So that customers can make an informed decision regarding whether or not to oppose a rate increase, the City must provide customers at least 45 days before the hearing on the water increase with written notice of the amount of, and the reasons for, the increase. That way, customers can make an informed decision regarding whether to approve or reject a water rate increase. The City in its usual and cavalier way chose to ignore those requirements.
While the City sent residents a "bare bones" notice regarding the water rate increase in May of 2010, it did not provide information regarding the actual reasons for the water rate increase until only weeks before the hearing in violation of Proposition 218. To this day, many residents still believe that the water rate increase was necessary for capital improvements and repairs.
As explained in great detail in the petition and writ I filed upon initiating the lawsuit, the City's primary reasons for increasing our water rates was to satisfy a myriad of bond obligations and prop up the City's bond rating. Approximately, 1,600 customers filed written protests -- almost the majority required to defeat the water rate increase. How many customers would have filed protests had they known the City's real purpose in raising water rates?
And, while we all like to believe that everyone in Sierra Madre is affluent, in point of fact, there are many low income families in our town. The City's Ordinance adopting the water rate increase contained a discount for such families, but neither the notice that was sent to customers back in May 2010 or the Ordinance itself explains precisely how a low income family would determine if they qualified for such a discount, or even how to apply for one.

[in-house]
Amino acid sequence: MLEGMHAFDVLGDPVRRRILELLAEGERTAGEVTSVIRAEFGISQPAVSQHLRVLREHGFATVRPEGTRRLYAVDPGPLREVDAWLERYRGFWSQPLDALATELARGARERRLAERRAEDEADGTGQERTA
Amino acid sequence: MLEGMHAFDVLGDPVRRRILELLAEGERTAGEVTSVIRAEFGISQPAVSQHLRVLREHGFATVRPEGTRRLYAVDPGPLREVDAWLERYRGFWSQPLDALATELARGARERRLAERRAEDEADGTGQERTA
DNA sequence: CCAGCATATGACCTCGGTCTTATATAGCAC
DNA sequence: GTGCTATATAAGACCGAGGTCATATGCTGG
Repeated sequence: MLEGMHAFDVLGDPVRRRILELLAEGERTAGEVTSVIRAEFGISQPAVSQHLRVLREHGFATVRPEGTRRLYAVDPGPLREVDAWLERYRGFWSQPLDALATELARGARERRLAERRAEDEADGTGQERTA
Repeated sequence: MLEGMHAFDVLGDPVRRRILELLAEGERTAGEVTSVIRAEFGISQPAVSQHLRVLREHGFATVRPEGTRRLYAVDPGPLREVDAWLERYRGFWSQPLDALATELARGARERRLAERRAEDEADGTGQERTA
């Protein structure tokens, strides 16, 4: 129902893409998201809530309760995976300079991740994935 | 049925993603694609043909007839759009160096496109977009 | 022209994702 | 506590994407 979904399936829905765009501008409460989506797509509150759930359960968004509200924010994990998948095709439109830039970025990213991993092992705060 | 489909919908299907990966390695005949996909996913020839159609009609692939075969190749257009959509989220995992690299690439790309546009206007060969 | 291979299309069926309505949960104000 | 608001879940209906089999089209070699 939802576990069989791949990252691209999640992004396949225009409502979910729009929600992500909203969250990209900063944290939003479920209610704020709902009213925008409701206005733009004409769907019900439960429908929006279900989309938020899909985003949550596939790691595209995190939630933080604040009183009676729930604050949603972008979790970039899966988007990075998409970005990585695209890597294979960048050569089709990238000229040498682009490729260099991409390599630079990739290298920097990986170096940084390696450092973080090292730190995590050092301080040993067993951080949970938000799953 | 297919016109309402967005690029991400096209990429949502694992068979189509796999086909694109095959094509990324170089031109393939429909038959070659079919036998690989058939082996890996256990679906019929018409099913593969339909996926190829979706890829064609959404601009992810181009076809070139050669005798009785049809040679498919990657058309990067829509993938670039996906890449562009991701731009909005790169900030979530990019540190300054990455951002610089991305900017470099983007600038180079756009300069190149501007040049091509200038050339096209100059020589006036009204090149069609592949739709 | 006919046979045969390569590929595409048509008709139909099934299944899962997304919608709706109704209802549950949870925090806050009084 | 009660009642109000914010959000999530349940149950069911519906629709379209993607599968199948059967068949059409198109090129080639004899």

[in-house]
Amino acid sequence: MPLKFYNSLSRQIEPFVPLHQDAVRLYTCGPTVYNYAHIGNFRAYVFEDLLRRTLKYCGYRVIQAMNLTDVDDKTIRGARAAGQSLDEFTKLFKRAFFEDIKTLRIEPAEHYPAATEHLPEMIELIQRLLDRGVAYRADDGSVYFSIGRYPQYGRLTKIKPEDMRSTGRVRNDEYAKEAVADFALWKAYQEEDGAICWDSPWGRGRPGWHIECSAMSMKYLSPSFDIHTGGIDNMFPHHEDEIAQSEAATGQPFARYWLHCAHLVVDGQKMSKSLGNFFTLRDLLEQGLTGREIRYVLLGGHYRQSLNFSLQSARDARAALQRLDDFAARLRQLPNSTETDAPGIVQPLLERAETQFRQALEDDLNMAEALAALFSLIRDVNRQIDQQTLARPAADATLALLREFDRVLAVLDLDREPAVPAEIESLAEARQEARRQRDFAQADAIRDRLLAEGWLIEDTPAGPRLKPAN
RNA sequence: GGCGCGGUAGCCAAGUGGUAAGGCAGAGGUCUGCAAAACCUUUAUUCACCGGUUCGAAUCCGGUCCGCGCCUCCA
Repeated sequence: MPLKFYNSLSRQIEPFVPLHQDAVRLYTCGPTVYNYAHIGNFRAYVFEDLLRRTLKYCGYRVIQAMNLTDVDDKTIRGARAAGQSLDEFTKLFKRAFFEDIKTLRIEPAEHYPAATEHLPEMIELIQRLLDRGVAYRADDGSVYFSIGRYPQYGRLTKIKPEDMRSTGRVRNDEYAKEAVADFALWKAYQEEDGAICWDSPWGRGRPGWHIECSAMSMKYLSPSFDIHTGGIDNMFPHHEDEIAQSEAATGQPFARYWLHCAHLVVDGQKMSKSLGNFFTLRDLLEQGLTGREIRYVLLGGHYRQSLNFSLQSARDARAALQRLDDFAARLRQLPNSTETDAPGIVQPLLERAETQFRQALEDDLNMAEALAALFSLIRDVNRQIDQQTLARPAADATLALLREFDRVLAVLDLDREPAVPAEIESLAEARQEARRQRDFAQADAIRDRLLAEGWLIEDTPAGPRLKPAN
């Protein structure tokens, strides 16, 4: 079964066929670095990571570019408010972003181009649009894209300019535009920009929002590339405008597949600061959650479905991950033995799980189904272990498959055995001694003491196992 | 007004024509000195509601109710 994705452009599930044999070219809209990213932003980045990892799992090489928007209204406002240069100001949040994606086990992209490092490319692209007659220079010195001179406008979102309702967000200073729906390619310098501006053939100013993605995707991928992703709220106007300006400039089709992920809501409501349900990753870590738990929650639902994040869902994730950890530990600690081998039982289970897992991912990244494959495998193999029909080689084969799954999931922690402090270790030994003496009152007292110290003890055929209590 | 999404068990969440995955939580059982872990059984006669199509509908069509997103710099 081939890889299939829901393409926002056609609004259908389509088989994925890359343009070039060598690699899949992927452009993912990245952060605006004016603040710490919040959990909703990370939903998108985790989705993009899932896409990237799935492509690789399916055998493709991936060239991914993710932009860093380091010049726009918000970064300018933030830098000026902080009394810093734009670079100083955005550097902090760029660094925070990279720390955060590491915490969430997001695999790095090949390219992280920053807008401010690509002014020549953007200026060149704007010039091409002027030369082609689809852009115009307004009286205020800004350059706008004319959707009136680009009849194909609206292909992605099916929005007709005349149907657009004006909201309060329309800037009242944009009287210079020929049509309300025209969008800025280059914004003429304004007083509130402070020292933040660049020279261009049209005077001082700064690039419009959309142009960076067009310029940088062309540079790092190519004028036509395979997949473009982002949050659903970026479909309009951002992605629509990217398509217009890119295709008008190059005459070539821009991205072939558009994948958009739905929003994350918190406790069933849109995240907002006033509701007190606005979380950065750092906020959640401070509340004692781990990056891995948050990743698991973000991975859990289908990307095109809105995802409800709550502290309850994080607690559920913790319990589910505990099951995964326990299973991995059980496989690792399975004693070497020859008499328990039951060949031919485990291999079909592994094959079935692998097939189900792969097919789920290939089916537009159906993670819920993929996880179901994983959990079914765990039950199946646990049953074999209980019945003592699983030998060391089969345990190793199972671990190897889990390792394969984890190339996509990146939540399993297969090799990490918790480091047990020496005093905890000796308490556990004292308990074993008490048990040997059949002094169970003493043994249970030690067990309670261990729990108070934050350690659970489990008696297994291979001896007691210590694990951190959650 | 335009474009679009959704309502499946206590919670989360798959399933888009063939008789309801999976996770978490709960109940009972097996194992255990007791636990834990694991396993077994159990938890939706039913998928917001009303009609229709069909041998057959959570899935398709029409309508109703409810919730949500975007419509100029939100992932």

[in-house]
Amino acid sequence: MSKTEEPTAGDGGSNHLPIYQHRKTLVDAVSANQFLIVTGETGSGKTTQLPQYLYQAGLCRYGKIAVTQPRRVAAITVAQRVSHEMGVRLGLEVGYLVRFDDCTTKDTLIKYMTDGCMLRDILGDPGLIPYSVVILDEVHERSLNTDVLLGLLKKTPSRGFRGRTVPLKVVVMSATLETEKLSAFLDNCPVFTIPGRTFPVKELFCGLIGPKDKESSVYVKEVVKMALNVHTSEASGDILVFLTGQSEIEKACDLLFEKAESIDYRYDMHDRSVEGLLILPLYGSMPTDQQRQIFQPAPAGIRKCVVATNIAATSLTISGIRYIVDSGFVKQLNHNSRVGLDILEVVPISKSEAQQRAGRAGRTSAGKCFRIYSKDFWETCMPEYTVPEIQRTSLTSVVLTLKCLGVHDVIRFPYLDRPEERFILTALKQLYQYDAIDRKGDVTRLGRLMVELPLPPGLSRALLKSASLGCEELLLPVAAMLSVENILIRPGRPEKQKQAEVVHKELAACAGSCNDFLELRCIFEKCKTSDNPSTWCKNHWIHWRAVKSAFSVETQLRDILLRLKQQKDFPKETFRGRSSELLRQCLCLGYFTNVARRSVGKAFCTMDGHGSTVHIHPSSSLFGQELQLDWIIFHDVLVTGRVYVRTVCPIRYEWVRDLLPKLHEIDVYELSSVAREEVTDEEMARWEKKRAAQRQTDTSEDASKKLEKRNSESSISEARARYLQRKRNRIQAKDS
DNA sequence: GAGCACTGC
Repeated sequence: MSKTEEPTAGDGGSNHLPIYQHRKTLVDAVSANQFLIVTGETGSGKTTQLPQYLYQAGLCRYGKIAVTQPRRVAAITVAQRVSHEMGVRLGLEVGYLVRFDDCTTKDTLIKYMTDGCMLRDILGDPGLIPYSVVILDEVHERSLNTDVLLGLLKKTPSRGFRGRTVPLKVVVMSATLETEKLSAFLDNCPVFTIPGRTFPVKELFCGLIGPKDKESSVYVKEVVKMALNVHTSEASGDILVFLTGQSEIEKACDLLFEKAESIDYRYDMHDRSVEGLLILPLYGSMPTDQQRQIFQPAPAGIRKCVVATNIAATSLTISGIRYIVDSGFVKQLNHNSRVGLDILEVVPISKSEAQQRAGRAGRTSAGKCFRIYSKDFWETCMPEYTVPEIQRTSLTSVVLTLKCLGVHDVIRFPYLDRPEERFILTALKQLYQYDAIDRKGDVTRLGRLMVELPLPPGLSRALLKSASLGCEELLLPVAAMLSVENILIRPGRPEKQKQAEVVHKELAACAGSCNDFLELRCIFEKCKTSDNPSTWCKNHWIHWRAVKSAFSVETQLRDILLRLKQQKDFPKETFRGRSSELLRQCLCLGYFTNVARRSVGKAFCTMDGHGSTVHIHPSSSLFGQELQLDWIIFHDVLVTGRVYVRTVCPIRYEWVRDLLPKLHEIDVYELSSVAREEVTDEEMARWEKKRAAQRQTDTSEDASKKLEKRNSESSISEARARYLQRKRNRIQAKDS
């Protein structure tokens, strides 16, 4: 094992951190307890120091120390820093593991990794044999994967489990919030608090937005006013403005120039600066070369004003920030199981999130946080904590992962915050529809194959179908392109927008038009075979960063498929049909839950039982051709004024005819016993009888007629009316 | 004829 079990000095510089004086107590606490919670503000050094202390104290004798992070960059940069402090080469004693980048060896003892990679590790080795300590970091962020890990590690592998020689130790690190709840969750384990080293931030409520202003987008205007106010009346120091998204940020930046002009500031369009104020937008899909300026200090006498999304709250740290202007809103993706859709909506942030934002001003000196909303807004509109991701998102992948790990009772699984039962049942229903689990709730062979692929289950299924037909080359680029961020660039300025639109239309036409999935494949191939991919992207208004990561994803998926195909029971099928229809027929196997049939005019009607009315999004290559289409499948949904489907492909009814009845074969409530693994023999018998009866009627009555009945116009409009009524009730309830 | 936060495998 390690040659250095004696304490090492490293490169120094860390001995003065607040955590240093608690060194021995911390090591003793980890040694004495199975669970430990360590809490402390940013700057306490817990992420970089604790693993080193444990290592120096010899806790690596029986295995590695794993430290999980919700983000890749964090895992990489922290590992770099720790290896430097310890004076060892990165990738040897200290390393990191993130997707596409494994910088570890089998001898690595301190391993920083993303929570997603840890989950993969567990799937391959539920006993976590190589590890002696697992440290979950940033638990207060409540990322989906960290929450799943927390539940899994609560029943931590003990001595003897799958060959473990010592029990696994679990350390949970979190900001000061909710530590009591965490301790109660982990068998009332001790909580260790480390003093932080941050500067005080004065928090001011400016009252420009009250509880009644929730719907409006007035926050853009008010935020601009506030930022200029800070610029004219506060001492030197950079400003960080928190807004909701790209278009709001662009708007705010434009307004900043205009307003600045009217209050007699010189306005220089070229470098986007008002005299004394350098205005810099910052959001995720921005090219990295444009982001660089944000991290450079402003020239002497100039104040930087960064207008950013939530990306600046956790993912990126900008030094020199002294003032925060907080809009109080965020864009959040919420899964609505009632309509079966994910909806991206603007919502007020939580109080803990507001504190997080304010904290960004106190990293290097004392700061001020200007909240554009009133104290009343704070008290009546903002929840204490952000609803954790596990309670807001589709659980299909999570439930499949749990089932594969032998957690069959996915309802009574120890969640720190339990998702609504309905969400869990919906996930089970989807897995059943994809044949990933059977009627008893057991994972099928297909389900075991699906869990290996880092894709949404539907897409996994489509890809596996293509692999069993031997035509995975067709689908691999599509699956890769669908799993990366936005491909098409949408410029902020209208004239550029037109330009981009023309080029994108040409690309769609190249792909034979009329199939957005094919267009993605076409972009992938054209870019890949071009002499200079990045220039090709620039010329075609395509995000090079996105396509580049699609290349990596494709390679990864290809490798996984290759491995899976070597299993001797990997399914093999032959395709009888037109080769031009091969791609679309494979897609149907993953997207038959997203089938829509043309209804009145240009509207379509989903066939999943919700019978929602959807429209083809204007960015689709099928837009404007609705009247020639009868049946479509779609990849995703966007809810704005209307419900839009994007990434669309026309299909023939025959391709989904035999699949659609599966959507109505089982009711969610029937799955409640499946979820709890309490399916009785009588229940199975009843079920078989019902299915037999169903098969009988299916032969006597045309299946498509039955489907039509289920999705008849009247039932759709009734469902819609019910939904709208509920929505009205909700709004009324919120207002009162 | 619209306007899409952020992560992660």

My lawsuit was intended to shine a light on the City's allegedly illegal conduct in violating Proposition 218. If the extensive coverage of the lawsuit in the local newspapers, newspapers throughout California, along with this blog (sierramadretattler.blogspot.com) is any guide, I was very successful.
Most importantly, my purposes in litigating were to force a recalcitrant City to comply with Proposition 218's notice requirements and to ensure that low income families receive a discount for the water they consume. The settlement entered into with the City accomplishes those purposes with respect to future water rate increases that will be proposed by this City Council. More specifically, the settlement requires that this City Council provide the residents with written notices containing real information regarding the reasons for future water rate increases as well as the detailed information necessary for families to determine if they qualify for a low income discount and how to apply for it at least 45 days before the hearing on the future rate increase.
While my lawsuit, if successful, would have forced the City to conduct another hearing on the water rate increase approved in January of this year, ironically, it would have had no impact on these future water rate increases. And apparently there will be more. At the City Council meeting, where the water rate increase was approved, then Council Member and now Mayor John Buchanan stated that "there will be another Prop 218 process" (i.e., another water rate increase). Accordingly, and notwithstanding the spin you will hear from City Hall, this is a great result for myself and every other water customer.
Finally, what it boils down to is this: The City was sued for violating the law. The City settled the lawsuit by agreeing to take measures, which we believe are required for compliance with the law. If this isn't a litigation victory, then perhaps such things don't exist.
In closing, I want to thank all of my supporters, and especially my attorney Kurt Zimmerman.